Enterprise Architecture VS Business Architecture.

Around this time 12 months ago Gartner predicted that half of EA Business Architecture initiatives in 2018 would focus on defining and enabling Digital Platform Strategies. While there hasn’t been follow up research to prove whether this prediction has come true, anecdotal evidence would suggest that the real situation is pretty close.

In the research Betsy Barton, Vice President and Distinguished Analyst at Gartner stated:

“The increasing focus of EA Practitioners and CIO’s on their business ecosystems will drive organisations further toward supporting and integrating business architecture. This is to ensure that investments support a business ecosystem strategy that involves customers, partners, organisations and technology.”

The core output of a Digital Transformation, from an IT perspective, is the development of supporting digital business platforms. However, with the growth of cloud based services success in this transformation process is less a technology challenge and more a Business Model challenge. Digital Transformation can provide an opportunity for organisations to do business in a totally different way. But the fundamentals of business in a digital and traditional world remain the same. To run a sustainable business you need to deliver a product/ service to customers that meet their needs in an effective and efficient manner and ensure that you continue to evolve that product/ service so that it continues to meet customer needs into the future. And you need to make a profit doing it. So you need to have a Business Model that achieves this.

Enterprise Architecture is very good at defining, and bringing a semblance of order to, the complex ecosystems that make up a business, particularly from a technology perspective. However, business architecture is what brings it alive. This is what Gartner calls this business-outcome-driven Enterprise Architecture, which emphasises the importance of understanding the business and how it executes on its value streams.

TOGAF practitioners will proport that Business Architecture is an inherent part of the Architecture Development Method (ADM), which is true. However, I would argue that Business Architecture should be the key driver of the ADM to deliver a successful Digital Platform Strategy, rather than focussing on some of the more traditional governance elements of Enterprise Architecture.

The really interesting aspect of the Gartner research is that Ms. Burton advises that one of the keys to success for the implementation of successful digital platform strategies will be the ability of organisations to integrate with other businesses digital platforms. While this will be a significant technical challenge the key to deriving real business value will be ensuring that the platform and integrations align with the organisations strategic intent and support its value streams. In this context Enterprise Architects will not only need to understand the business drivers and outcomes required by their business but also the needs of their partners in the digital ecosystem.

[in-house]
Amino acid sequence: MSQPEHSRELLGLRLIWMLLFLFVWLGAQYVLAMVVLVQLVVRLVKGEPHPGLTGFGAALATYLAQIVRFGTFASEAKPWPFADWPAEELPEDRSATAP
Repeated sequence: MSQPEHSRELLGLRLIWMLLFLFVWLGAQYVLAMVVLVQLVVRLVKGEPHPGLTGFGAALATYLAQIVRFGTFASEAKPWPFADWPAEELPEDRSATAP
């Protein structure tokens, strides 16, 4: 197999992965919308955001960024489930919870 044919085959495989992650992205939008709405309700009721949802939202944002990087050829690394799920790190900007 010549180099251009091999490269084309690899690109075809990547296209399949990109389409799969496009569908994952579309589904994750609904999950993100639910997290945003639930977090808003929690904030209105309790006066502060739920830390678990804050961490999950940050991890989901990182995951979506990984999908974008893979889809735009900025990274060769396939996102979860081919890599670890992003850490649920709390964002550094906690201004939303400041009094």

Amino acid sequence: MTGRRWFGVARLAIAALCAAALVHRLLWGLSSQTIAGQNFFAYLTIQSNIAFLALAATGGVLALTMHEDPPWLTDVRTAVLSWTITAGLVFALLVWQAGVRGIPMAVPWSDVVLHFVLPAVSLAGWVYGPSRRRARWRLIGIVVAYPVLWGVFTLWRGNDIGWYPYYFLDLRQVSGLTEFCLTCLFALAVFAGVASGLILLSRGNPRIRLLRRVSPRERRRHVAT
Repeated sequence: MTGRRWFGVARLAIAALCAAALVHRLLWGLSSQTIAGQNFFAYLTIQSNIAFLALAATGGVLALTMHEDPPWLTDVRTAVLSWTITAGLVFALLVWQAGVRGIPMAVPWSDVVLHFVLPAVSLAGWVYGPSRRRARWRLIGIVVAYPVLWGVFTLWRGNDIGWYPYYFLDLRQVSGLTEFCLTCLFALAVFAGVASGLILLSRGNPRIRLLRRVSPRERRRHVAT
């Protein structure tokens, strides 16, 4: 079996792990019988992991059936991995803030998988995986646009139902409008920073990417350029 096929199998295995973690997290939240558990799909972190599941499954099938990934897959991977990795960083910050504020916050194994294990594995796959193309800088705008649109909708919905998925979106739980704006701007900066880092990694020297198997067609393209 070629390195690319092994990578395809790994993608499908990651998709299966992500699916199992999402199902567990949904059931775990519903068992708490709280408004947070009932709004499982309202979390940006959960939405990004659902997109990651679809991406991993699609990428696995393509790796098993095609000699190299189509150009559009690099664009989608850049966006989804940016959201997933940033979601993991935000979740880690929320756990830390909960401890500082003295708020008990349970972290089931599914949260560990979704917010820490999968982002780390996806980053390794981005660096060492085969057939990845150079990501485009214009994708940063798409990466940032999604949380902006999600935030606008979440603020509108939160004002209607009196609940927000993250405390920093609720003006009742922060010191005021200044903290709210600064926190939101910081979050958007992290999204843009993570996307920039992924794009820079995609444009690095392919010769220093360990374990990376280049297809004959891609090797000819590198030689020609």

This ability to support the innovation agenda that is driving Digital Platform Strategies has also seen the rise of a new Architecture skillset, design-driven architecture. Gartner advises that “design driven architecture will allow organisations to understand their ecosystem and its actors, gaining insight into them and their behaviour which will allow organisations to develop and evolve the services that they need and consequently deliver on their business objectives”. In effect it will allow Architects to be more customer/ human centric in their designs to better meet the increasingly complex needs of customers/ stakeholders. The key skillet that will be leveraging is Design Thinking or Human Centric Design.

With millions of dollars being pumped into Digital Platform Strategies the pressure on Architects is significant. They need to be able to manage the need to innovate organisations Business and Operating Models, often within Agile Development environments, while ensuring the interoperability of these platforms with other players in the organisations ecosystem. In addition they need to delight their customers/ stakeholders and in the private sector deliver a profit! With the continued development of Cloud Based Services the challenge of delivering these objectives by developing successful Digital Platform Strategies will be less of a technology challenge and more a business challenge.

When I initially posed the question of which discipline, Business or Enterprise Architecture, has a greater impact on Digital Transformation it wasn’t to say that both weren’t important. However, if you look at the underlying value proposition of Digital Transformation it’s about doing business better and more efficiently by leveraging technology. To fully realise this promise the business models and value streams that deliver these outcomes need to be clearly defined and tested based on customer/ stakeholder needs (Design Thinking) before the development of the technology platform to support them. It is for this reason I believe that Business Architecture will have a greater impact on Digital Transformation initiatives than Enterprise Architecture!

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